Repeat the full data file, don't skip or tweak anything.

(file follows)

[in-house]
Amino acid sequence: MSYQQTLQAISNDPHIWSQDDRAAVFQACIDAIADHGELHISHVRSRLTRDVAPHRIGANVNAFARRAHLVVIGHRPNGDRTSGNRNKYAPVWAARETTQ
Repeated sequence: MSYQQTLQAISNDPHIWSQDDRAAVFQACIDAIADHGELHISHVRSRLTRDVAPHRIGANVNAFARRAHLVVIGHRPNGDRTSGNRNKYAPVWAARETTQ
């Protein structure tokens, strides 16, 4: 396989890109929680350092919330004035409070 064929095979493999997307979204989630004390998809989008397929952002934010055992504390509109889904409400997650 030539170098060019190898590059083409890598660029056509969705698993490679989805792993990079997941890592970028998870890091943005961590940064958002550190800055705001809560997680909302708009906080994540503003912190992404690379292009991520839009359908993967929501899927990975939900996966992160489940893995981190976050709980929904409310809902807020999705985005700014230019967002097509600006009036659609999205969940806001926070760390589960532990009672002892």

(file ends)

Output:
[in-house]
Amino acid sequence: MSYQQTLQAISNDPHIWSQDDRAAVFQACIDAIADHGELHISHVRSRLTRDVAPHRIGANVNAFARRAHLVVIGHRPNGDRTSGNRNKYAPVWAARETTQ
Repeated sequence: MSYQQTLQAISNDPHIWSQDDRAAVFQACIDAIADHGELHISHVRSRLTRDVAPHRIGANVNAFARRAHLVVIGHRPNGDRTSGNRNKYAPVWAARETTQ
């Protein structure tokens, strides 16, 4: 396989890109929680350092919330004035409070 064929095979493999997307979204989630004390998809989008397929952002934010055992504390509109889904409400997650 030539170098060019190898590059083409890598660029056509969705698993490679989805792993990079997941890592970028998870890091943005961590940064958002550190800055705001809560997680909302708009906080994540503003912190992404690379292009991520839009359908993967929501899927990975939900996966992160489940893995981190976050709980929904409310809902807020999705985005700014230019967002097509600006009036659609999205969940806001926070760390589960532990009672002892």